RANS S-21

The S-21 Outbound with the Rotax 100 hp engine. The Titan engine version has not yet been flight tested but will be soon.
The S-21 Outbound with the Rotax 100 hp engine. The Titan engine version has not yet been flight tested but will be soon.

The long awaited RANS S-21 Outbound is finally here. It features all-metal construction with match-hole drilled skins and pull rivets throughout. The main structure is a chromoly steel cage with aluminum skins. The structure behind the cockpit is all aluminum. Interior layout is side-by-side and is similar to the existing S-20 Raven. The all-metal design adds about 70 pounds compared to a similarly equipped S-20, but the build time is cut roughly in half. All holes are finish-drilled and matched making it possible to simply cleco things together and start pull riveting almost immediately. The S-21 can accommodate all Rotax 4-stroke engines, but the 912 ULS is preferred by RANS for its value and ease of installation. As an option, the Titan IO-340 engine making 180 hp is also available. The larger engine greatly improves climb performance and adds about 30 knots to the cruise speed, admittedly at a cost of about twice the fuel consumption, according to RANS. These performance numbers will be greatly affected by the prop selected.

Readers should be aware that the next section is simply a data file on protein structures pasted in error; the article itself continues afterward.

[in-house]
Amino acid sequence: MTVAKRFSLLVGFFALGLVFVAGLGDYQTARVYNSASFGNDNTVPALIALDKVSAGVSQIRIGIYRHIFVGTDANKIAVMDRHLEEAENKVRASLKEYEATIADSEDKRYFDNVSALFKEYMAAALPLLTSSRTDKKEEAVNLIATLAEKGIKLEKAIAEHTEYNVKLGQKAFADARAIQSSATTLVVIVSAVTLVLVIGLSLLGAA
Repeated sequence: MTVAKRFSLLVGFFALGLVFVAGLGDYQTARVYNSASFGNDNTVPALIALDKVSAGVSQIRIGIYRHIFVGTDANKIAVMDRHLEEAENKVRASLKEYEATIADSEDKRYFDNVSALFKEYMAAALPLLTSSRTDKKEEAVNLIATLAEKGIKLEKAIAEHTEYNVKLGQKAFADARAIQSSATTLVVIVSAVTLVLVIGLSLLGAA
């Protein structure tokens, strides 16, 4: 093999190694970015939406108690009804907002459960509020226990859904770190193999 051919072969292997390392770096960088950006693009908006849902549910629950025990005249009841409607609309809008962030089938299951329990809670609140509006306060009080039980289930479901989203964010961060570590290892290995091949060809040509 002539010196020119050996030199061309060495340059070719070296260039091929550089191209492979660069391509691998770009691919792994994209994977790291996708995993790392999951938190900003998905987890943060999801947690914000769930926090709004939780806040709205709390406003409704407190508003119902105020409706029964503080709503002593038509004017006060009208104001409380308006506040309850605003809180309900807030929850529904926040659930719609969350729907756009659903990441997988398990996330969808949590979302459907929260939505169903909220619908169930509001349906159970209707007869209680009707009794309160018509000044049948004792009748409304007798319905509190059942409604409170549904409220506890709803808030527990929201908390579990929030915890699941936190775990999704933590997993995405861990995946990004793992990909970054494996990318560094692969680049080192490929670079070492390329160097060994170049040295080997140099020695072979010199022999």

With the Rotax 912 ULS, engine the S-21 comes in at about 820 pounds empty, making it well-suited for light sport use. With the larger Titan engine, empty weight climbs to 985 pounds, pushing it out of the light sport category for all practical purposes. However, a gross weight of 1800 pounds is well-justified by the design, giving it a great useful load.

The S-21 complete kit is available from RANS Design, Inc. for $29,500 less firewall forward and electronics. The S-21 Outbound can be built as either a trike or a taildragger.

 

David Prizio

Dave Prizio has been plying the skies of the L.A. basin and beyond since 1973. Born into a family of builders, it was only natural that he would make his living as a contractor and spend his leisure time building airplanes. He has so far completed three—a GlaStar, a Glasair Sportsman, and a Texas Sport Cub—and is helping a friend build an RV-8. When he isn’t building something, he shares his love of aviation with others by flying Young Eagles or volunteering as an EAA Technical Counselor. He is also an A&P mechanic, Designated Airworthiness Representative (DAR), and a member of the EAA Homebuilt Aircraft Council.

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